Capturing the Elusive URL: There's Gotta Be a Better Way
Mar 10, 2008 6:00 AM PT
Everywhere you look today, you're hit right between the eyes with an URL. They pop up in TV ads, in ads on the big screen, on billboards, posters, soup cans, cereal boxes, on the sides of buses -- just about anywhere.
If you see one that's interesting, and have pen and paper to hand, you may jot it down. But what if you're walking or driving? How would you capture the URL then?
The answer could be the smartphone -- it's ubiquitous, it's handy, and you're not likely to leave home without it.
"You could do that with the smartphone camera and recognition software," Gartner VP and Distinguished Analyst Ken Dulaney told the E-Commerce Times. "I'm sure it will find its way into phones at some point, just like bar code scanning."
Smartphone Visual Options
Right now, you can capture URLs when you see them, whether you are stationary or mobile, with your smartphone camera.
"In Japan, you can use your cell phone as an electronic wallet; you can use RFID; you can use all kinds of things -- but you have to have something that's transmitting information," Jim McGregor, a research director at In-Stat, told the E-Commerce Times.
While capturing URLs from print would not be feasible "because you'd have to scan that, and putting a scanner into a handheld device doesn't do it for consumer electronics," having the ad broadcast information that could be captured on the mobile device would work, McGregor added.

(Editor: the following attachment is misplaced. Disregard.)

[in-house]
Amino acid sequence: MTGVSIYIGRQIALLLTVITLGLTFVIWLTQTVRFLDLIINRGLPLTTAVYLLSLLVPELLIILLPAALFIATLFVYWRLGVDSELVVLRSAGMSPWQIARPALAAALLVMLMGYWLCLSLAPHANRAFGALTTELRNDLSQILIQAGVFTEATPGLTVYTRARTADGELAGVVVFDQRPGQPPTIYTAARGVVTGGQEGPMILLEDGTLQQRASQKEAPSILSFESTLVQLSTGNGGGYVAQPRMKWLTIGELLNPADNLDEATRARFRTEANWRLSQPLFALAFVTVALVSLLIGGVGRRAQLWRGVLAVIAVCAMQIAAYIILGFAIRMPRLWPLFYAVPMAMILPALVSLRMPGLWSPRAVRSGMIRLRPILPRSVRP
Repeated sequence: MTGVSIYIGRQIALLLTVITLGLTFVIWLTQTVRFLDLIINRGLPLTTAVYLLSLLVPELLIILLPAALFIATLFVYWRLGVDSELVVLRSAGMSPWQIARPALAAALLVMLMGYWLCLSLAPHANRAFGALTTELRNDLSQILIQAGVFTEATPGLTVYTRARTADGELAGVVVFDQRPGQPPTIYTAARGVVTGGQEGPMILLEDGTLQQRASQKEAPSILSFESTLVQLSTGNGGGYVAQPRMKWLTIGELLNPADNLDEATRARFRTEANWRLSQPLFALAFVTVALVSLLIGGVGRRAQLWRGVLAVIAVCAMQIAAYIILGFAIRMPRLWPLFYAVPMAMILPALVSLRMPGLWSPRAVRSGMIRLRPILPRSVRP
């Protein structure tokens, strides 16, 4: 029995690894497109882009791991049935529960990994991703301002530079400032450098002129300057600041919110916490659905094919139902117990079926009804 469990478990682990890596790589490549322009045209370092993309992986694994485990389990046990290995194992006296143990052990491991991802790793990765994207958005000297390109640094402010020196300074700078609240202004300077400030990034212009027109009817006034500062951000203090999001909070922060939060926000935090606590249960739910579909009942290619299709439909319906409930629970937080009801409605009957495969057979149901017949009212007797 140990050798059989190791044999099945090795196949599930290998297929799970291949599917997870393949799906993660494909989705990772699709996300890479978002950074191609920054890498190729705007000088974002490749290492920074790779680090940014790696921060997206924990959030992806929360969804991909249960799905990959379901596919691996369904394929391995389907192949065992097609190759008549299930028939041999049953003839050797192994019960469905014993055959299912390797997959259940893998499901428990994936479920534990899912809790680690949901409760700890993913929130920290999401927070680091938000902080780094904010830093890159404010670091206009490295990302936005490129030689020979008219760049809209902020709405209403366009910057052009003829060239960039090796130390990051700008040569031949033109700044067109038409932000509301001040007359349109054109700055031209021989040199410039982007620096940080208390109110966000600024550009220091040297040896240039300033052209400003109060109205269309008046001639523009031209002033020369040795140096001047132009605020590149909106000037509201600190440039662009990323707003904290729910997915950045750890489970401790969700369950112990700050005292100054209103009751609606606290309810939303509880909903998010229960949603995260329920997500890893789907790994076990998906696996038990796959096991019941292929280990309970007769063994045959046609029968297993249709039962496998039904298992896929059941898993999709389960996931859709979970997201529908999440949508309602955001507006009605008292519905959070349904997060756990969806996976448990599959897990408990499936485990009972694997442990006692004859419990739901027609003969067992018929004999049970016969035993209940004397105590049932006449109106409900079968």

Some work is being done around 2D, or matrix, bar codes, which would need a scanner, and it would "drive a user to a specific URL on their mobile phone from a piece of physical media rather than capture an URL," Forrester Research analyst Charles Golvin told the E-Commerce Times.
The problem with this is, "there has to be an encoding standard for everything to be tagged or marked so you could scan it, and it would require everyone adopts that encoding scheme, and that's its Achilles heel," Jim Ready, founder and CTO of MontaVista Software, told the E-Commerce Times. "Google has to do it before everyone else will do it."
Is Voice the Answer?
Or, perhaps, voice recognition on the smartphone may be the way to go.
"We were watching some panel where someone said Google 411 has very good voice recognition, and there was a hypothesis that it could be put on Android," Ready said.
Android is Google's Linux-based wireless smartphone application platform.
"It would make more sense for me to say 'Find me a kebab place in San Jose' instead of trying to look for this information on my cell phone," Bill Weinberg, general manager, business development at the Linux Phone Standards (LIPS) Forum, told the E-Commerce Times. "That would be motivation, I would imagine, for improved speech recognition as opposed to improved image recognition."
However, speech may not be the answer: "Some things aren't pronounceable," Air2Web Chief Technology Officer Dale Gonzales told the E-Commerce Times.